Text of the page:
CIfA has also entered into memoranda of understanding with other archaeological associations with similar objectives. These include the European Association of Archaeologists (EAA), the Register of Professional Archaeologists (RPA) in the United States of America, DGUF in Germany, and the Institute of Archaeologists of Ireland (IAI).

Issues

Low pay and poor job security in archaeology have been a major problem throughout the Institute's history and there is often a misunderstanding about CIfAs role, as a professional association in addressing this as opposed to a trade union or trade association. The Institute has a vital role to play in improving and maintaining standards of archaeological work, and in enhancing the status of archaeologists. It believes that inadequate pay and conditions undermines the work it does in these areas and is keen to ensure that the issue of pay is proactively addressed by the whole sector. As a result CIfA has a published policy statement on pay[9] and pushed to establish an Industry Group to discuss relevant issues within the sector with Prospect and Federation of Archaeological Managers and Employers.

References

  1. ^ CIfA Annual Report 2019-20 (PDF)
  2. ^ Schauer, Michaela; Hinton, Peter (2019-05-20). "Professional associations and international cooperation:the birth of CIfA Deutschland". Archäologische Informationen (42). doi:10.11588/ai.2019.0.69354.
  3. ^ Hinton, Peter, John Schofield (ed.), What the Dickens happened to the IFA?, Oxford: Oxbow Books, pp. 289–299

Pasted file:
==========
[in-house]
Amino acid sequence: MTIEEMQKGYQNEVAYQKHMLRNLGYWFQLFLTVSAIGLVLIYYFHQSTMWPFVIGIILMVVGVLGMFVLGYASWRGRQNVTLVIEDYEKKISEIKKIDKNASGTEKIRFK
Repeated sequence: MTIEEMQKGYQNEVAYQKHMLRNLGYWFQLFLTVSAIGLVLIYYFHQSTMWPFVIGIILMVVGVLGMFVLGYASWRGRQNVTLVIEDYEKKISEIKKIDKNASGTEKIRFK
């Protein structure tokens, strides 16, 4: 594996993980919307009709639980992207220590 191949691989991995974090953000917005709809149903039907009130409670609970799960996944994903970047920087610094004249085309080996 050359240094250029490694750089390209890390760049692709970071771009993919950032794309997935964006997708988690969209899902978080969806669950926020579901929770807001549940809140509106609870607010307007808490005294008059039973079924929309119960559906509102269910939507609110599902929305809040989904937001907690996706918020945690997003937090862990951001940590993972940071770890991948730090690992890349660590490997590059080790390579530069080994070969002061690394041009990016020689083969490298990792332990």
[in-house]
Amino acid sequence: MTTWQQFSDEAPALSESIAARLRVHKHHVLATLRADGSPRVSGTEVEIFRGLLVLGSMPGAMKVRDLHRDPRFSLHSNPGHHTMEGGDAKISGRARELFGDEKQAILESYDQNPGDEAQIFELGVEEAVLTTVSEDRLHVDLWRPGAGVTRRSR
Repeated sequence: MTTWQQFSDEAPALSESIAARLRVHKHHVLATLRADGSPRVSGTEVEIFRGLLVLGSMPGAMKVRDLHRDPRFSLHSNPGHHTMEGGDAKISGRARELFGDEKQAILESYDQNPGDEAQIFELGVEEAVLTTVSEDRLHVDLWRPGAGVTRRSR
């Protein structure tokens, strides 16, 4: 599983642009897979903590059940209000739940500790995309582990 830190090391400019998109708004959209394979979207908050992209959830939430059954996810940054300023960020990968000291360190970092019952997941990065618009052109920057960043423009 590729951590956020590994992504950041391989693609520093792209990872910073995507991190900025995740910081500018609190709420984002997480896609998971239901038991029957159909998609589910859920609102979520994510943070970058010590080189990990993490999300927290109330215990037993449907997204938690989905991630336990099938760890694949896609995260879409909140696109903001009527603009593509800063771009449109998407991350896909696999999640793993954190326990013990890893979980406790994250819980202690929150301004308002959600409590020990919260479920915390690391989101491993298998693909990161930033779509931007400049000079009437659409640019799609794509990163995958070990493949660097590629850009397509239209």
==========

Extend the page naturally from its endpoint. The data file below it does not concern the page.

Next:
4. ^ CIfA individual membership page
  5. ^ CIfA individual membership page
  6. ^ CIfA Registered Organisations page
  7. ^ Schauer, Michaela; Hinton, Peter (2019-05-20). "Professional associations and international cooperation:the birth of CIfA Deutschland". Archäologische Informationen (42). doi:10.11588/ai.2019.0.69354.
  8. ^ CIfA Australia group page
  9. ^ CIfA working practices page

Bibliography

  • Addyman, P. (2003). 'Memories Peter Addyman Chair 1982-1985' in The Archaeologist No. 50 Autumn 2003
  • Darvill, T (ed.) (2003). Oxford Concise Dictionary of Archaeology, Oxford: Oxford University Press. ISBN 0-19-280005-1.
  • Hinton, P. (2011). 'What the Dickens happened to the IFA?' In Schofield, J., ed. Great Excavations Shaping the Archaeological Profession, pp.289-299. Oxford: Oxbow Books.
  • IFA (2007). Institute of Field Archaeologists Yearbook and Directory 2007 ISBN 978-1-900915-40-3
  • Schauer, M. and Hinton, P. (2019). 'Professional associations and international cooperation:the birth of CIfA Deutschland' in Archäologische Informationen, 42. doi:10.11588/ai.2019.0.69354

External links

This page was last edited on 1 February 2021, at 11:47